Private William John Nixon



William John Nixon was born (as William James McKeown) on 12 May 1894 at 14 Brooke Street, Dungannon, County Tyrone, the second child of factory stockkeeper William James McKeown and his wife Mina (née Craig). His father had died six months before he was born. On 31 July 1896 his mother married house painter Alexander Nixon. At the time of the 1911 Census William was living at 31 Perry Street, Dungannon, with his mother, step-father, sister, three half-siblings and another relative, and working as a house painter. Soon after, it appears, he adopted the name Nixon.

Nixon enlisted in the 6th (Inniskilling) Dragoons Service Squadron between 2 and 9 November 1914 (No. UD/111).

The Strabane Weekly News of 14 November reported that:

A further detachment of recruits from Dungannon U.V.F. left Dungannon to join the Inniskilling Dragoons – namely, Messrs. William McKeown, Harry Hamilton, Fred Noble, and John Meenagh (Miltown). Altogether 225 members of the Dungannon U.V.F. Battalion have now volunteered for active service, as compared with only 19 Nationalists from the same district.

On 6 October 1915 he embarked for France with his squadron, which was then serving as divisional cavalry to the 36th (Ulster) Division.

In June 1916 the Inniskilling squadron joined with C and F Squadrons of the North Irish Horse to form the 2nd North Irish Horse Regiment, serving as corps cavalry to X Corps. In August-September 1917 the Regiment was disbanded with its men to be transferred to the infantry.

Nixon was one of 70 men given the job of conducting the regiment's horses to Egypt, to be handed over for use by mounted units there. They embarked from Marseilles on board HMT Bohemian on 25 August. After a month at Alexandria they returned to France, via Italy. On 5 October 1917 they arrived at the 36th (Ulster) Division Infantry Base Depot at Harfleur for infantry training, and after just a few days were posted to the 9th (Service) Battalion, Royal Irish Fusiliers – which had been renamed the 9th (North Irish Horse) Battalion – joining it in the field at Ruyaulcourt on 12 October. Nixon was issued regimental number 41612 and was posted to B Company.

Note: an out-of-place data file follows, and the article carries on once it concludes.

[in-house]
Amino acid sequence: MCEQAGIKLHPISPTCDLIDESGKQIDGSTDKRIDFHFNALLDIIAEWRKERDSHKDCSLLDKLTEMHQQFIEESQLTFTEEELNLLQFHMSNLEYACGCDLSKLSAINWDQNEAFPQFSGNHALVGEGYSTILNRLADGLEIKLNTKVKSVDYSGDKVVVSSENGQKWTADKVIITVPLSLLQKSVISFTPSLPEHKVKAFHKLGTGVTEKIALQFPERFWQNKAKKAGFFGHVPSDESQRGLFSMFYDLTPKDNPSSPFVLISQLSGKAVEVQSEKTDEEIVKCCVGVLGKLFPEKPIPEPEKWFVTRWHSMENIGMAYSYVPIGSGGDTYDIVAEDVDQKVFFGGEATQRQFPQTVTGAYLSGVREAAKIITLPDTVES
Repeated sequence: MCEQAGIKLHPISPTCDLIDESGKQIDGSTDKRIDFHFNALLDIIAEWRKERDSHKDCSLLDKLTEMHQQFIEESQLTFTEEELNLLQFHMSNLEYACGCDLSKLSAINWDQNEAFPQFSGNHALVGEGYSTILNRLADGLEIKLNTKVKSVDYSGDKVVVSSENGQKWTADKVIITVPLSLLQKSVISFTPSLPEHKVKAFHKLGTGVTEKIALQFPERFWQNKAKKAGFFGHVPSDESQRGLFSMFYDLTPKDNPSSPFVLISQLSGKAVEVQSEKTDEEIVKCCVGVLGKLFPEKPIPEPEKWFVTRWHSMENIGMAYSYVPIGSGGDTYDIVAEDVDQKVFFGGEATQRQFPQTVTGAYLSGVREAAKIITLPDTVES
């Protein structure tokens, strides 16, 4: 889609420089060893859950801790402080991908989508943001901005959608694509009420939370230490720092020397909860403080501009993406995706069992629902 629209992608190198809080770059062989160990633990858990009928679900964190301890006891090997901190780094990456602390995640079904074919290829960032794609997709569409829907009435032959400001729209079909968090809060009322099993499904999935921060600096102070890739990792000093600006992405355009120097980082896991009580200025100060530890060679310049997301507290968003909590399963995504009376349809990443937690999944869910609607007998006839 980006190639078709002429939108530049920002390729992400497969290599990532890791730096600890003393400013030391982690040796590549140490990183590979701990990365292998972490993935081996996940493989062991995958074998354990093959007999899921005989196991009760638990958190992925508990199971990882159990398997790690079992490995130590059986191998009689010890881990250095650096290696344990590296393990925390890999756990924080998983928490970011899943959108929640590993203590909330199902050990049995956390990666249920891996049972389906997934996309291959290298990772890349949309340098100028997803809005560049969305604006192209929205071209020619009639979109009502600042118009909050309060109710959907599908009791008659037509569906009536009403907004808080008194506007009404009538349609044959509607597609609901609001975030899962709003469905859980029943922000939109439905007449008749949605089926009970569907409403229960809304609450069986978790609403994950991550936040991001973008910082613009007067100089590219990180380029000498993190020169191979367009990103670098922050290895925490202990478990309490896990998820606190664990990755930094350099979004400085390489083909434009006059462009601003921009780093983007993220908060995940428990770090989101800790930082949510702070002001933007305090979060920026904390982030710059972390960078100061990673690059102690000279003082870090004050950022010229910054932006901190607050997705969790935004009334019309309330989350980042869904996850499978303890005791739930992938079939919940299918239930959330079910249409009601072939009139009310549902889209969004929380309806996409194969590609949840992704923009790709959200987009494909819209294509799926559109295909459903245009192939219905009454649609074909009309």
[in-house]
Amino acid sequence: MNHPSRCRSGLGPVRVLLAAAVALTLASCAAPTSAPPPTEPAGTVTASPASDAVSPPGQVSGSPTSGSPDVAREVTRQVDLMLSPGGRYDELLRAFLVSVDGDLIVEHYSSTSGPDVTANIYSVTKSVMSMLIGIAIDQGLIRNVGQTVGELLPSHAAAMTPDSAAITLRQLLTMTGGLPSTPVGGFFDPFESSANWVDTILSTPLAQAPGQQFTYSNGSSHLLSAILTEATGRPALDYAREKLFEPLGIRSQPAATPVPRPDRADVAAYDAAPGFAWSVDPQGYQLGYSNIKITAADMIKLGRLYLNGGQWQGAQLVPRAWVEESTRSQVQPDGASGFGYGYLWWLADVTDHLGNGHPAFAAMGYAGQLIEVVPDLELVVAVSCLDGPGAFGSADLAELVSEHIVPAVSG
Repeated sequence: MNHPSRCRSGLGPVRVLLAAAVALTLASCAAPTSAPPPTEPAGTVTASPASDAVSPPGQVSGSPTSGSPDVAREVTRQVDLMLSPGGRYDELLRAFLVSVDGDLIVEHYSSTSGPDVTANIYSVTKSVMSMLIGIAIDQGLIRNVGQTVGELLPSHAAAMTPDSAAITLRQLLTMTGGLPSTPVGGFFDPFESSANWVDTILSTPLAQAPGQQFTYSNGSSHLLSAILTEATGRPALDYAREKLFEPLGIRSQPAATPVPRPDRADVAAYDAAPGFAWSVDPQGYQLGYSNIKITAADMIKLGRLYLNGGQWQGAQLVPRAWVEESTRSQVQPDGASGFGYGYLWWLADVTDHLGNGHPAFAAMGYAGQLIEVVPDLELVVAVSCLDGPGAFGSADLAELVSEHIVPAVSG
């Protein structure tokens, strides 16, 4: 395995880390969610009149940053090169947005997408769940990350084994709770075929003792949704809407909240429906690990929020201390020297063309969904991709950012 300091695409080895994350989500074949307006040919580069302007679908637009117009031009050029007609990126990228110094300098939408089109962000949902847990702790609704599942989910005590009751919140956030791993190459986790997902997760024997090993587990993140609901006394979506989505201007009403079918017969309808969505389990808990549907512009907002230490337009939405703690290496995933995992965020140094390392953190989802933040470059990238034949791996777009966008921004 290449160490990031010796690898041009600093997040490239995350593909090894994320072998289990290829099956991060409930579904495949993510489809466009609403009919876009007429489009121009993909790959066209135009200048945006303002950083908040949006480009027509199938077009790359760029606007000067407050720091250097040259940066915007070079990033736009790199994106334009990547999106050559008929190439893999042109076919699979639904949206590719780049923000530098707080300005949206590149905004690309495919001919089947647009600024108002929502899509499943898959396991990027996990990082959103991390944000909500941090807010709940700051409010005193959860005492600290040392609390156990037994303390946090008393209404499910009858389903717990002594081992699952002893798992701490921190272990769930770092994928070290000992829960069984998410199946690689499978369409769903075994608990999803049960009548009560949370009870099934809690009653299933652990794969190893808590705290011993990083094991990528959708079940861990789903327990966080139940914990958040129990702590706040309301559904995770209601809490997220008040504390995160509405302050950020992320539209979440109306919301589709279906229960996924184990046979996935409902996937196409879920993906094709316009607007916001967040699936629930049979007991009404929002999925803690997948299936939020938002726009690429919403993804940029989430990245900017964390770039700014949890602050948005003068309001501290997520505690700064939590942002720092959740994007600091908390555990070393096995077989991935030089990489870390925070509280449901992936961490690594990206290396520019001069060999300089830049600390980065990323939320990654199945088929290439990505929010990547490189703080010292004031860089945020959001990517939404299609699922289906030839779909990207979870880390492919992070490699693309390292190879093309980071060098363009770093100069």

He probably saw action with the battalion at the Battle of Cambrai in November and December 1917.

Nixon was one of the many of the 9th (NIH) Battalion listed as missing following the fighting retreat from St Quentin from 21 to 28 March 1918 during the German spring offensive. It was later learned that he had been wounded. He was later able to rejoin his battalion.

He was wounded again between August and early October during the Advance to Victory offensive.

Nixon was demobilised and transferred to Class Z, Army Reserve, on 3 March 1919. He returned to his birth name McKeown after the war.



In later life at a Remembrance Day parade.


I am grateful to Dermot McKeown for providing these images of his grandfather.


This page last updated 3 September 2023.